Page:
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How to file your taxes if you received unemployment benefits

If you received unemployment benefits, you'll owe income taxes on those benefits.
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Written by Trent Hamm, Contributing Writer on

When tax season approaches, many Americans will face the prospect of filing their income taxes. For millions of people, this will include their unemployment benefits. 

Knowing how to file correctly will help you avoid a lot of trouble with the IRS. Let's take a look.

Do you owe taxes on unemployment benefits?

Yes, unemployment checks are taxable income. If you received unemployment benefits in 2021, you will owe income taxes on that amount. Your benefits may even raise you into a higher income tax bracket, though you shouldn't worry too much about getting into a higher tax bracket.

People who file for unemployment have the option to have income taxes withheld from their unemployment checks, and many do. If you elected to do this, you have little to worry about.

What if you didn't choose to have income taxes withheld from your unemployment checks? Don't panic. If you were employed during much of the year, you may simply see a reduced tax return or a very small tax bill when you file.

How to file taxes after receiving unemployment benefits

How can you figure out how much you owe after receiving unemployment benefits? The solution is to prepare your taxes for filing as early as possible so that you can estimate what your tax bill will be.

If you received unemployment compensation, you should receive Form 1099-G from your state. This shows the amount you were paid and any federal income tax you chose to have withheld.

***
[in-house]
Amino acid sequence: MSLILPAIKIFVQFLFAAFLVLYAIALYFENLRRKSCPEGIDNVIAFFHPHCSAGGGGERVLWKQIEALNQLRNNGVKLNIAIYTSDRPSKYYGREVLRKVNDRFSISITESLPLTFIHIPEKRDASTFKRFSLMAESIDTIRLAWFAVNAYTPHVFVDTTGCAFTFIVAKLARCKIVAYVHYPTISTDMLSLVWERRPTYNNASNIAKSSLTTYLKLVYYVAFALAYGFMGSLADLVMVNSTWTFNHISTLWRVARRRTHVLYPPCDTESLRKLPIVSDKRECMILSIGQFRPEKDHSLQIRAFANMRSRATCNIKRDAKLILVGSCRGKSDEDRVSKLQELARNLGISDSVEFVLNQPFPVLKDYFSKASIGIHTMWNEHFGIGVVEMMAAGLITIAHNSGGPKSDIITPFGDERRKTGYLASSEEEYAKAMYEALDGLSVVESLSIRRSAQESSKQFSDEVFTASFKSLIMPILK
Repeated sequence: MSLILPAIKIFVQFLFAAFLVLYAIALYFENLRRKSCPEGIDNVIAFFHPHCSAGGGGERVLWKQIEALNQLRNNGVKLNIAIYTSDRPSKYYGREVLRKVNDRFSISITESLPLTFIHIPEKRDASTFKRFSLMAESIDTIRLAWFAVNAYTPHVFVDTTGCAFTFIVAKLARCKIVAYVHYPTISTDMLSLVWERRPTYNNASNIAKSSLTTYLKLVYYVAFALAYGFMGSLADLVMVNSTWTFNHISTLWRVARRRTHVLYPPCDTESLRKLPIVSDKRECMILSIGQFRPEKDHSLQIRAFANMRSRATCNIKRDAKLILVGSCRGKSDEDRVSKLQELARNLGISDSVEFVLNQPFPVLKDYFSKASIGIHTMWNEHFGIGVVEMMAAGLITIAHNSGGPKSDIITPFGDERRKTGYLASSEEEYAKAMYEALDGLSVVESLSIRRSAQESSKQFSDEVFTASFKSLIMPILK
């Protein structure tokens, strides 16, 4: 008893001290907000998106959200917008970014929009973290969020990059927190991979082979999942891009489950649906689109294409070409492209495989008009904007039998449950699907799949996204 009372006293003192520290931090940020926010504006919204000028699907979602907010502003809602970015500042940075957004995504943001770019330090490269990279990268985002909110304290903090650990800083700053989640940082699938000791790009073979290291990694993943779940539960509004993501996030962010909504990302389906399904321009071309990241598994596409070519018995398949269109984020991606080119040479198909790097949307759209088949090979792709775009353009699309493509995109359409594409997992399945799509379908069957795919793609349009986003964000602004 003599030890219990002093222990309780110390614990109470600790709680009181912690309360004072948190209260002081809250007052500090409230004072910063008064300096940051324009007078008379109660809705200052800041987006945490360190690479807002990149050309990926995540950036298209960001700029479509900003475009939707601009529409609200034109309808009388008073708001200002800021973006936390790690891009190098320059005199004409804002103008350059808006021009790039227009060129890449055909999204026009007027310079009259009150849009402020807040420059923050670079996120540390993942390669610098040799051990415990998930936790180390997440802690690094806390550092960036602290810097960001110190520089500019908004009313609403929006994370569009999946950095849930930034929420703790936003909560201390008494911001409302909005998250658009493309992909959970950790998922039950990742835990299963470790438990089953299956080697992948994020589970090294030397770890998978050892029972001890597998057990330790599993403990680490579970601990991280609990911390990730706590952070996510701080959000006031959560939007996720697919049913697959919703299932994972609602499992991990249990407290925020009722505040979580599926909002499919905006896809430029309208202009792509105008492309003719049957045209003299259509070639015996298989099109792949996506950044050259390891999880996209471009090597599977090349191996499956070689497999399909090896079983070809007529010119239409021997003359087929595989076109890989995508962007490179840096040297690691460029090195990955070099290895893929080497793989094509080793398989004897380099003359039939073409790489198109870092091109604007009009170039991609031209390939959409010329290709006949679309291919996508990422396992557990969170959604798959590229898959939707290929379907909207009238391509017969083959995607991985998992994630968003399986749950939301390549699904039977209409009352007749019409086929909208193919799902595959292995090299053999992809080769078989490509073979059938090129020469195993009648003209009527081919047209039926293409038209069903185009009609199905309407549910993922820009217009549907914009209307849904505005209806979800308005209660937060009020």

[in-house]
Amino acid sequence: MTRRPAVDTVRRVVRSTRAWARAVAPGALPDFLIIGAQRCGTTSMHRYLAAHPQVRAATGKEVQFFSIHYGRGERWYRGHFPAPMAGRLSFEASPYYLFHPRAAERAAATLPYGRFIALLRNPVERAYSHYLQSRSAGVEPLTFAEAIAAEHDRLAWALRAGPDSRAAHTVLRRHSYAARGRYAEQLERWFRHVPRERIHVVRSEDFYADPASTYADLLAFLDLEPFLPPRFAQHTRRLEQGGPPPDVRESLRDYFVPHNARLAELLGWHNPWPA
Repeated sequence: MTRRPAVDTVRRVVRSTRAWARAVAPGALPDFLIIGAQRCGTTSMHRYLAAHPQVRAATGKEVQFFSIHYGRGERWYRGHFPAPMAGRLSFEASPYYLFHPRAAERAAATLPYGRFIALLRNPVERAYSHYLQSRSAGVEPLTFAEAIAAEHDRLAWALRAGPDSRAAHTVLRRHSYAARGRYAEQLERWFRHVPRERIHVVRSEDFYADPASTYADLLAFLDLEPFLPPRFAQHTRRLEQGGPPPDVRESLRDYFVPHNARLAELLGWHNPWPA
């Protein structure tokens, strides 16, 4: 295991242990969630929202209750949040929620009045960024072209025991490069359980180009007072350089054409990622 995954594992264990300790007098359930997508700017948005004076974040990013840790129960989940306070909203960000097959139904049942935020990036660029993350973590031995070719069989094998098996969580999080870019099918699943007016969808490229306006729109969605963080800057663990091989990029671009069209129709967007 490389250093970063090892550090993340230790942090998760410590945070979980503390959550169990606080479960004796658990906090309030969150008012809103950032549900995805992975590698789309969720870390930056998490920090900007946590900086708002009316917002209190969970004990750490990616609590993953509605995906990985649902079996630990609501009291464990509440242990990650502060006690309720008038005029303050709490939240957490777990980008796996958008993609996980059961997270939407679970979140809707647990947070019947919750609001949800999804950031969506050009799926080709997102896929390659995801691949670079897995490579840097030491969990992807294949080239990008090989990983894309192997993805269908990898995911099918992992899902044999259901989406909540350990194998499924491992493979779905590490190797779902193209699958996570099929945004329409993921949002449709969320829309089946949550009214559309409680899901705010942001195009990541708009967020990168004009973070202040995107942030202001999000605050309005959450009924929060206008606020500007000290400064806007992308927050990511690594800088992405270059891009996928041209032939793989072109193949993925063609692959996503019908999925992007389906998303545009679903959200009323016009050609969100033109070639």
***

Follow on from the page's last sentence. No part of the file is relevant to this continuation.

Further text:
First, if you're filing by using tax software or using a tax preparation service, it's easy. The software package will ask you if you received unemployment benefits this year, and if you say yes, it will ask you for numbers directly from your 1099-G form. Your tax preparer will ask you for a copy of your 1099-G. In either case, this is easily handled.

  1. You'll fill out Form 1040 (your main income tax form) as usual, following the provided instructions.
  2. You will also have to fill out Schedule 1, which provides details on additional income like your unemployment income.
  3. You simply enter your unemployment compensation on line 7 of Schedule 1, and you find that number on Box 1 of your 1099-G form that you received in the mail.
  4. Finish filling out Schedule 1.
  5. Then, when you finish filling out your 1040, you take the number on line 22 of Schedule 1 and put that number on line 10a of your 1040. Then, just finish filling out your 1040 as normal.

What if you had tax withheld from your unemployment check?

  1. The amount of tax that has been withheld for you appears on box 4 on your 1099-G form.
  2. You simply put that number on line 25-b of your 1040 form, and continue filling out your 1040 as normal.

If you have to pay state income taxes in your state, you'll follow similar steps for your state income tax forms.

What to do if you owe taxes on unemployment benefits

After going through these steps, you may find that you owe taxes to the IRS. If you do, don't panic. You have options.

However, not paying that tax bill is not one of those options. You should make every effort to pay as much of your tax bill as possible. Not paying your tax bill means that you'll immediately face additional penalties for late payment, as well as interest that accrues on your unpaid taxes. If you continue to not file your taxes, the IRS may seek legal remedy against you.

Start saving as soon as possible

If the bill isn't too big, you may be able to simply save up enough money before the April 18 due date to pay the bill. The most efficient way of doing this is to set up a savings plan for yourself where you automatically put aside a small amount each week from your checking to your savings account.

Talk to the IRS and set up a payment plan

If the amount seems impossible for you to cover, contact the IRS directly. Despite its reputation, the IRS actually works with individual taxpayers who are having difficulty paying their taxes. It offers extensions, waive fees, and sometimes even compromise in difficult situations.

Start by calling the IRS at 1–800–829–1040. Try to avoid doing this too close to the filing deadline of April 18, as the IRS tends to get very busy around that date. Call as early as possible. Discuss your situation with them and ask what options are available.

[This article originally appeared on The Simple Dollar in January, 2021. It was updated in Decamber, 2021.]

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